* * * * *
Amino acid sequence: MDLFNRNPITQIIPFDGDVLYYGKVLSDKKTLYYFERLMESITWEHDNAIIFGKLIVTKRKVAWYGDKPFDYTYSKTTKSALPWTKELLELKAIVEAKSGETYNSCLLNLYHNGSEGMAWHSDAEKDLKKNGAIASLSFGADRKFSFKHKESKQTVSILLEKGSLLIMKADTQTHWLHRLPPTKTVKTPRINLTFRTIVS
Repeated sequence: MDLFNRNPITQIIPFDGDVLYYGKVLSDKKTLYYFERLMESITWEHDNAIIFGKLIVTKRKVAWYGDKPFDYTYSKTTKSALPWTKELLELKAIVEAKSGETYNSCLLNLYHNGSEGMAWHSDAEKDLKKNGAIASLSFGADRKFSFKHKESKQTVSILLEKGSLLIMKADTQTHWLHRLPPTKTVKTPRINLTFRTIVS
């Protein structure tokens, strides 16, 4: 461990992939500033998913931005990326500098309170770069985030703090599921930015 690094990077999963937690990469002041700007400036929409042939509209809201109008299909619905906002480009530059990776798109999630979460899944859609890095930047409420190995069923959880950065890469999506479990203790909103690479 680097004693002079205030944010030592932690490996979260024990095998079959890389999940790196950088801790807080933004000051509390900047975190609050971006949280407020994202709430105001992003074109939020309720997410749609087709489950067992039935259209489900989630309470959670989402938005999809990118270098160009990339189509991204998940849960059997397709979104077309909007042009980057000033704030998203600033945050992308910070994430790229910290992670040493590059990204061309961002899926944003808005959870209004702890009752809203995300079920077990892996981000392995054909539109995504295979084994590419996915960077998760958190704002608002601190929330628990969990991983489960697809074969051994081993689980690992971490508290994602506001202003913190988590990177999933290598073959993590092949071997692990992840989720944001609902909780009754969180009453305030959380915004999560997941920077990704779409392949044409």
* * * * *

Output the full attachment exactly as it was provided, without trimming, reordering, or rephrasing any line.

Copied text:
Amino acid sequence: MDLFNRNPITQIIPFDGDVLYYGKVLSDKKTLYYFERLMESITWEHDNAIIFGKLIVTKRKVAWYGDKPFDYTYSKTTKSALPWTKELLELKAIVEAKSGETYNSCLLNLYHNGSEGMAWHSDAEKDLKKNGAIASLSFGADRKFSFKHKESKQTVSILLEKGSLLIMKADTQTHWLHRLPPTKTVKTPRINLTFRTIVS
Repeated sequence: MDLFNRNPITQIIPFDGDVLYYGKVLSDKKTLYYFERLMESITWEHDNAIIFGKLIVTKRKVAWYGDKPFDYTYSKTTKSALPWTKELLELKAIVEAKSGETYNSCLLNLYHNGSEGMAWHSDAEKDLKKNGAIASLSFGADRKFSFKHKESKQTVSILLEKGSLLIMKADTQTHWLHRLPPTKTVKTPRINLTFRTIVS
């Protein structure tokens, strides 16, 4: 461990992939500033998913931005990326500098309170770069985030703090599921930015 690094990077999963937690990469002041700007400036929409042939509209809201109008299909619905906002480009530059990776798109999630979460899944859609890095930047409420190995069923959880950065890469999506479990203790909103690479 680097004693002079205030944010030592932690490996979260024990095998079959890389999940790196950088801790807080933004000051509390900047975190609050971006949280407020994202709430105001992003074109939020309720997410749609087709489950067992039935259209489900989630309470959670989402938005999809990118270098160009990339189509991204998940849960059997397709979104077309909007042009980057000033704030998203600033945050992308910070994430790229910290992670040493590059990204061309961002899926944003808005959870209004702890009752809203995300079920077990892996981000392995054909539109995504295979084994590419996915960077998760958190704002608002601190929330628990969990991983489960697809074969051994081993689980690992971490508290994602506001202003913190988590990177999933290598073959993590092949071997692990992840989720944001609902909780009754969180009453305030959380915004999560997941920077990704779409392949044409």